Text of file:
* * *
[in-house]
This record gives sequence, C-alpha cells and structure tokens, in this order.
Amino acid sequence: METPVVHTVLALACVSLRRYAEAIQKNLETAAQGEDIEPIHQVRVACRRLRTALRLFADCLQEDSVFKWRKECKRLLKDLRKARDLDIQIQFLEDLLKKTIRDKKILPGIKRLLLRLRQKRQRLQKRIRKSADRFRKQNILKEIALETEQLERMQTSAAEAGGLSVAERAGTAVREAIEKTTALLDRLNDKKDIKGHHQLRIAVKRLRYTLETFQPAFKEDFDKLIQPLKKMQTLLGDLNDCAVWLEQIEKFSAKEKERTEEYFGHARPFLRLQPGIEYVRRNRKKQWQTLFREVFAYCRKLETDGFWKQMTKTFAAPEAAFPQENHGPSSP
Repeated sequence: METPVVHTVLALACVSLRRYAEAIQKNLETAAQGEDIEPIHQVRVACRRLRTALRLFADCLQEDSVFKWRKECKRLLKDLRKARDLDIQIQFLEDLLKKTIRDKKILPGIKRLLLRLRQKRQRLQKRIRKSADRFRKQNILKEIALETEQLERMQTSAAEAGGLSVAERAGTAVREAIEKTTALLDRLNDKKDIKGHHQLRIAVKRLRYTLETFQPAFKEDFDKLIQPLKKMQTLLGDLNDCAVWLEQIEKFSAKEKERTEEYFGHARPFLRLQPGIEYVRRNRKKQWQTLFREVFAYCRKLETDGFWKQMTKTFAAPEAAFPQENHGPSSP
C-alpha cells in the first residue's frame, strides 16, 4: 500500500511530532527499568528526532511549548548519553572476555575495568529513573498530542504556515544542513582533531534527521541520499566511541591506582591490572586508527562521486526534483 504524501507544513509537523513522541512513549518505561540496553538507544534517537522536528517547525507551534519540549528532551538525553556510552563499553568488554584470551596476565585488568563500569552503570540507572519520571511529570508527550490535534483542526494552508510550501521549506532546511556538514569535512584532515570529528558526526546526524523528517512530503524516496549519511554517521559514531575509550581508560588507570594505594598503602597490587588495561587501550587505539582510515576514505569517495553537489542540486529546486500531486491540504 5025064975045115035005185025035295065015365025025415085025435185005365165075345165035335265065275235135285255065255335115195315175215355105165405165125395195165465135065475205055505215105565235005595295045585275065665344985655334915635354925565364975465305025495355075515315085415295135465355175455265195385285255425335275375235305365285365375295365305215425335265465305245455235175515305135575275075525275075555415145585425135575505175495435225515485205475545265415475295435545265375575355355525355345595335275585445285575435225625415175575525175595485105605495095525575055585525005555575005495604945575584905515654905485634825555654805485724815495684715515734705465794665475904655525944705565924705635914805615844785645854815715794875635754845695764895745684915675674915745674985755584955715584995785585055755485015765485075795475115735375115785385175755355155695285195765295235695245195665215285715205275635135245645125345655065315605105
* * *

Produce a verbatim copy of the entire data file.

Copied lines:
[in-house]
This record gives sequence, C-alpha cells and structure tokens, in this order.
Amino acid sequence: METPVVHTVLALACVSLRRYAEAIQKNLETAAQGEDIEPIHQVRVACRRLRTALRLFADCLQEDSVFKWRKECKRLLKDLRKARDLDIQIQFLEDLLKKTIRDKKILPGIKRLLLRLRQKRQRLQKRIRKSADRFRKQNILKEIALETEQLERMQTSAAEAGGLSVAERAGTAVREAIEKTTALLDRLNDKKDIKGHHQLRIAVKRLRYTLETFQPAFKEDFDKLIQPLKKMQTLLGDLNDCAVWLEQIEKFSAKEKERTEEYFGHARPFLRLQPGIEYVRRNRKKQWQTLFREVFAYCRKLETDGFWKQMTKTFAAPEAAFPQENHGPSSP
Repeated sequence: METPVVHTVLALACVSLRRYAEAIQKNLETAAQGEDIEPIHQVRVACRRLRTALRLFADCLQEDSVFKWRKECKRLLKDLRKARDLDIQIQFLEDLLKKTIRDKKILPGIKRLLLRLRQKRQRLQKRIRKSADRFRKQNILKEIALETEQLERMQTSAAEAGGLSVAERAGTAVREAIEKTTALLDRLNDKKDIKGHHQLRIAVKRLRYTLETFQPAFKEDFDKLIQPLKKMQTLLGDLNDCAVWLEQIEKFSAKEKERTEEYFGHARPFLRLQPGIEYVRRNRKKQWQTLFREVFAYCRKLETDGFWKQMTKTFAAPEAAFPQENHGPSSP
C-alpha cells in the first residue's frame, strides 16, 4: 500500500511530532527499568528526532511549548548519553572476555575495568529513573498530542504556515544542513582533531534527521541520499566511541591506582591490572586508527562521486526534483 504524501507544513509537523513522541512513549518505561540496553538507544534517537522536528517547525507551534519540549528532551538525553556510552563499553568488554584470551596476565585488568563500569552503570540507572519520571511529570508527550490535534483542526494552508510550501521549506532546511556538514569535512584532515570529528558526526546526524523528517512530503524516496549519511554517521559514531575509550581508560588507570594505594598503602597490587588495561587501550587505539582510515576514505569517495553537489542540486529546486500531486491540504 5025064975045115035005185025035295065015365025025415085025435185005365165075345165035335265065275235135285255065255335115195315175215355105165405165125395195165465135065475205055505215105565235005595295045585275065665344985655334915635354925565364975465305025495355075515315085415295135465355175455265195385285255425335275375235305365285365375295365305215425335265465305245455235175515305135575275075525275075555415145585425135575505175495435225515485205475545265415475295435545265375575355355525355345595335275585445285575435225625415175575525175595485105605495095525575055585525005555575005495604945575584905515654905485634825555654805485724815495684715515734705465794665475904655525944705565924705635914805615844785645854815715794875635754845695764895745684915675674915745674985755584955715584995785585055755485015765485075795475115735375115785385175755355155695285195765295235695245195665215285715205275635135245645125345655065315605105